Expand Your Self Image
“A Racist is someone who is supporting a Racist policy by their actions or inaction or expressing a Racist idea. An antiracist is someone who is supporting an antiracist policy by their actions or expressing an antiracist idea. “Racist” and “antiracist” are like peelable name tags that are placed and replaced based on what someone is doing or not doing, supporting or expressing in each moment. These are not permanent tattoos. No one becomes a Racist or antiracist. We can only strive to be one or the other. We can unknowingly strive to be a Racist. We can knowingly strive to be an antiracist. Like fighting an addiction, being an antiracist requires persistent self-awareness, constant self-criticism, and regular self-examination.”
– Dr. Ibram X. Kendi, How to Be an Antiracist
As part of The Continuing Education of Patricia, I participate in an antiracist workgroup with a couple other Nice White People. We meet via the interwebs weekly and are currently working through Me and White Supremacy by Layla F. Saad, which I will discuss in a future column. I’ve been reminded by my friends’ reactions to things I share in our talks that I didn’t grow up the way that many people who think like me grew up.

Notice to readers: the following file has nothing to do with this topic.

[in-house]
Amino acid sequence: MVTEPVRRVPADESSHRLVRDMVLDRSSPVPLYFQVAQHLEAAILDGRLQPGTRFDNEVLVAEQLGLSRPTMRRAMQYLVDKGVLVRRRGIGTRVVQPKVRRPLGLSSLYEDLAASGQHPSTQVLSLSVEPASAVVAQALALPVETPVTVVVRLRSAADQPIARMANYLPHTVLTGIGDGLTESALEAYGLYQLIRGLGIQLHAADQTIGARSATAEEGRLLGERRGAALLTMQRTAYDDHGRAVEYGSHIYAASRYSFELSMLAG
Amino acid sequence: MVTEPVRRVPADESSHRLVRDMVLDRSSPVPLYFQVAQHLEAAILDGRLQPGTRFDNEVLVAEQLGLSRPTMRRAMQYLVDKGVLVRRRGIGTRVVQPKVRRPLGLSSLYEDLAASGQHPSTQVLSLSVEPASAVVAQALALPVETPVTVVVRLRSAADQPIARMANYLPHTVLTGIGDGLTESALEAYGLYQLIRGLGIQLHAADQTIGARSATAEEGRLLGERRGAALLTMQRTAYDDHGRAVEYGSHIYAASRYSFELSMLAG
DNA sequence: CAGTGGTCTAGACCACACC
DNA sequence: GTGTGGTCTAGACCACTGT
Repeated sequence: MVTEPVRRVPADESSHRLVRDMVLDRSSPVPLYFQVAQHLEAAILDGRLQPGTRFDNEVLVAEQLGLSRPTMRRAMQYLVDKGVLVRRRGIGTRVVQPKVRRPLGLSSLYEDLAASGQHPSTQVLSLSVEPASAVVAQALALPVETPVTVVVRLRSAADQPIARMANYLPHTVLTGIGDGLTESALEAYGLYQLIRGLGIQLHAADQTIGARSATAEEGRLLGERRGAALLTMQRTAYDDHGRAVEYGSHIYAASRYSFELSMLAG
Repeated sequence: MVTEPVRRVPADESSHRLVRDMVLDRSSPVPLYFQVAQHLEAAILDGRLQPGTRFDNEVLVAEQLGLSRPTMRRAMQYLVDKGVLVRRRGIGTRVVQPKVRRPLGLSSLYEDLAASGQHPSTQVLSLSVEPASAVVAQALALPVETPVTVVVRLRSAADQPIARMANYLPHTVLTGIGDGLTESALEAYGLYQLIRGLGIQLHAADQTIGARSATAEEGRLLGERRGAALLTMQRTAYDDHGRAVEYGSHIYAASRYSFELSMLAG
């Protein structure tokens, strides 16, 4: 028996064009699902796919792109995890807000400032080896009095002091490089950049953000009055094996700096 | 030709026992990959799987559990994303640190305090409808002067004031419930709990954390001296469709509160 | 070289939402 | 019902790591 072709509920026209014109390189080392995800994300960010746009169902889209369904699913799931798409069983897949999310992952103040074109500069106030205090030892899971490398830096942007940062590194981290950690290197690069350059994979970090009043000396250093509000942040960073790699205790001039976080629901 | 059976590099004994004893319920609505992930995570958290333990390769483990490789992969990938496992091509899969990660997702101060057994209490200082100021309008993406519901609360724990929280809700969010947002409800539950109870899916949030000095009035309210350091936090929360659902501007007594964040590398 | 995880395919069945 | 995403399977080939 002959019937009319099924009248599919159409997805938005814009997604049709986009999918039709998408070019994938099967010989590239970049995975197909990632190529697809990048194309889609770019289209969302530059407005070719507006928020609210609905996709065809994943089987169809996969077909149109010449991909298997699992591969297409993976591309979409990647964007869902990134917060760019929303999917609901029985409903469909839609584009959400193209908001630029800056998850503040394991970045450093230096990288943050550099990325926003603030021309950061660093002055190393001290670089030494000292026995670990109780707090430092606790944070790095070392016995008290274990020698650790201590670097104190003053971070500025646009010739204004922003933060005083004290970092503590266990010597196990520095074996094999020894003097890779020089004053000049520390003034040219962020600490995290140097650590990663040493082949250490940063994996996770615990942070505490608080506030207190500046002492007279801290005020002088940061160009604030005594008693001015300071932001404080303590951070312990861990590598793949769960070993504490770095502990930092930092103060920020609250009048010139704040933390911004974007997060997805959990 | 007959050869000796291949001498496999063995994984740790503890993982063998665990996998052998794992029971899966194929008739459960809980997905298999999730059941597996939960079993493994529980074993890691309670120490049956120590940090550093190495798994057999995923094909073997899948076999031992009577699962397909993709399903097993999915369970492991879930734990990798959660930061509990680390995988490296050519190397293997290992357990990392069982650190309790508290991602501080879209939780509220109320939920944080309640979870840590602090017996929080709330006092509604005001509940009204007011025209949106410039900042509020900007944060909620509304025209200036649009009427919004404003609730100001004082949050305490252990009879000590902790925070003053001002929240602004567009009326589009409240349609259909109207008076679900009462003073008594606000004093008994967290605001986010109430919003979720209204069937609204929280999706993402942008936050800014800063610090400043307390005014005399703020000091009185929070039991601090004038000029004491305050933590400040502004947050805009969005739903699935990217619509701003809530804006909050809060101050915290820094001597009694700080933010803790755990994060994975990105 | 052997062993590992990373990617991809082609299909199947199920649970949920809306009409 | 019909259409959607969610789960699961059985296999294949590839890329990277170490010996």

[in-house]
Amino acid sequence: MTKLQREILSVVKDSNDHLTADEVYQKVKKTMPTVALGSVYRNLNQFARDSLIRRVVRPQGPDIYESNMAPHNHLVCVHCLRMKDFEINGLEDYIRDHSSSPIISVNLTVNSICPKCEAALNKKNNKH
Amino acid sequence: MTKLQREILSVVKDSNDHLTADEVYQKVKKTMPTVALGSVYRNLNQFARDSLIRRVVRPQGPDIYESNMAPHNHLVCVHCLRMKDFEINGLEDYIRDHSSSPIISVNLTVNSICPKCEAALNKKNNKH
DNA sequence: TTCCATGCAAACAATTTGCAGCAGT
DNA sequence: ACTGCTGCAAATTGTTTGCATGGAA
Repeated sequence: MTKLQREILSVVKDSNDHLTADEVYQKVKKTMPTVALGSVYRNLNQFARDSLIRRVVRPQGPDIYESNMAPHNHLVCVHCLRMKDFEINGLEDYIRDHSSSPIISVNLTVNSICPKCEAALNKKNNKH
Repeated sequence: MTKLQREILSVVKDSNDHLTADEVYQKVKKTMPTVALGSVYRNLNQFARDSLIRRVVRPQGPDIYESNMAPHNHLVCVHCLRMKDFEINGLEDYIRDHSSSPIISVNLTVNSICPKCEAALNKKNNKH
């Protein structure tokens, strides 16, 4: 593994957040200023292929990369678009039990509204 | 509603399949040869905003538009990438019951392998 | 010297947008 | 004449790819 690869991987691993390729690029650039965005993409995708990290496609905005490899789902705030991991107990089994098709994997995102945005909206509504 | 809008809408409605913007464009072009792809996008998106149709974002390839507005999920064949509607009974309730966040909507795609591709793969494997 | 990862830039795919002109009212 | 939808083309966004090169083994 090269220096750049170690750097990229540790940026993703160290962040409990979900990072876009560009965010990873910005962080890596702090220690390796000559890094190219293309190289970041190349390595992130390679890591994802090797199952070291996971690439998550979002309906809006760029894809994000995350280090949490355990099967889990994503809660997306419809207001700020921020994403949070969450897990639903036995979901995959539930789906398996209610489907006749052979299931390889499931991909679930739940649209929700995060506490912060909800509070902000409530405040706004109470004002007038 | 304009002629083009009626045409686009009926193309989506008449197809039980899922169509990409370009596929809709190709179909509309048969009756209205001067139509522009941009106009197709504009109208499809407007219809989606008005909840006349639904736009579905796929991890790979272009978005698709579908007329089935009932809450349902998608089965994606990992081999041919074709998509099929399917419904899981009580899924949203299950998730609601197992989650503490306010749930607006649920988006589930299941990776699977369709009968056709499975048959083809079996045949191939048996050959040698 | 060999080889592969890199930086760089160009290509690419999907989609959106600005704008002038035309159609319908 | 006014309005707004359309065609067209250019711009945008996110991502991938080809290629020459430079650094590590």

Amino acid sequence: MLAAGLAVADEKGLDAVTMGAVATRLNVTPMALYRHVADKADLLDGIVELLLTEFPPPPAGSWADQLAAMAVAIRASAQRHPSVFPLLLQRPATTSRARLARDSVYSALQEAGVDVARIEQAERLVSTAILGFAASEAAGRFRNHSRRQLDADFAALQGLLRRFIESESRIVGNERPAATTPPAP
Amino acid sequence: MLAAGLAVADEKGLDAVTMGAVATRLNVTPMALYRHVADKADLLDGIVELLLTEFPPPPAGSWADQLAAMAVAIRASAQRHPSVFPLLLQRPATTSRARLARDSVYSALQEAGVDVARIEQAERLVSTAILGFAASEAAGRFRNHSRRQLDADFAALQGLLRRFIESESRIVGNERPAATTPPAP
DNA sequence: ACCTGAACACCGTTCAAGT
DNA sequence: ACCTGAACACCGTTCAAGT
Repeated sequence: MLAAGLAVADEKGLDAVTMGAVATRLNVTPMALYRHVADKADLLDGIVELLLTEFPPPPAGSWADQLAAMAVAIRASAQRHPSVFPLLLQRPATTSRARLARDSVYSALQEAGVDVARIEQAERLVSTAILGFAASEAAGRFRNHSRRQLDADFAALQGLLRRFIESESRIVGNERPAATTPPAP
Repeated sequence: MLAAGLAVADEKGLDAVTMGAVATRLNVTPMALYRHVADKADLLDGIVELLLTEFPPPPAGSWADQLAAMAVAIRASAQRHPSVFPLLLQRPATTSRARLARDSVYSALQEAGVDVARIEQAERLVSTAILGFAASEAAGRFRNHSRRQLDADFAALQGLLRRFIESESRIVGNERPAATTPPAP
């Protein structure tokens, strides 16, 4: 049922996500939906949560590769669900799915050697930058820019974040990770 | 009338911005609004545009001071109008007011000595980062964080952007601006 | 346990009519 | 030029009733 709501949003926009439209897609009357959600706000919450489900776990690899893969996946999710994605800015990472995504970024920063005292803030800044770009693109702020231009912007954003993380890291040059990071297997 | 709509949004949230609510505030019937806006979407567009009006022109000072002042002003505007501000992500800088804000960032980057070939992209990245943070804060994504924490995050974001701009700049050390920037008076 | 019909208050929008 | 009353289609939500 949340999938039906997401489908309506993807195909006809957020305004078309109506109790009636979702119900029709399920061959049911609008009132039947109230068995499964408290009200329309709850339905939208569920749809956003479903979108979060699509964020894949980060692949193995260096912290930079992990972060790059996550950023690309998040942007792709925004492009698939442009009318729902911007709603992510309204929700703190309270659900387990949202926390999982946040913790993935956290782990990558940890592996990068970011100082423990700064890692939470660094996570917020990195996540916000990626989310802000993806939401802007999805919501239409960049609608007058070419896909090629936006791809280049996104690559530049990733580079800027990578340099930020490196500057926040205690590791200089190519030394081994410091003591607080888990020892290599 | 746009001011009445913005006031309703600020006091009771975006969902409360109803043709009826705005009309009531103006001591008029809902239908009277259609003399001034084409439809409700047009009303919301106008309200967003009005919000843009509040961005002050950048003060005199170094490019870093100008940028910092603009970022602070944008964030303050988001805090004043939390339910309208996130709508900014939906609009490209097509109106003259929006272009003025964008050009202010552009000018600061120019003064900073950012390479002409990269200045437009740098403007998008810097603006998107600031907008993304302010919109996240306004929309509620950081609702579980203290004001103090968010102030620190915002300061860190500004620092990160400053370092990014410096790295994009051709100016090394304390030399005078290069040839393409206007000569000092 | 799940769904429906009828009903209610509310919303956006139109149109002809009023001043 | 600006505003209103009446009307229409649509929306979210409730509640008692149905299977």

I’m a 50-year-old white woman from a large, wonderful family. Both my parents are one of seven children. I am wealthy with aunts, uncles, and cousins. My mother is from Northern Ireland, my father from rural Kentucky; neither place is renowned for racial diversity – particularly in the 1930s, when my folks were born. As a child, it was not uncommon for me to hear American relatives use the N-word – not necessarily in an angry way, usually it was casual. I didn’t know the proper name of Brazil nuts, for example, until adulthood. Similarly, I feel confident I am the only person I know who first heard about the Ku Klux Klan from positive stories (about how they helped save the livelihoods of farmers in the part of Kentucky my family is from). Many in my family do not consider racism, defining it as believing your race is better than others, to be inherently problematic.
In 2020, most like-minded people I meet assume everyone equates racism with injustice. Racism is evil, racists are mean, and if someone calls you “a racist,” they are shaming and insulting you as a faulty human being. But what if, as historian and best-selling author Dr. Ibram X. Kendi suggests, we think of racist as an adjective instead of a noun. Instead of “you said [racist thing], thus you are a racist,” we get “[racist thing] was a racist statement.” This framing won’t make a difference to those who contentedly self-identify as “a racist,” but for people who are actively trying to be less racist, it’s an important distinction. People are complicated; we are never just one thing.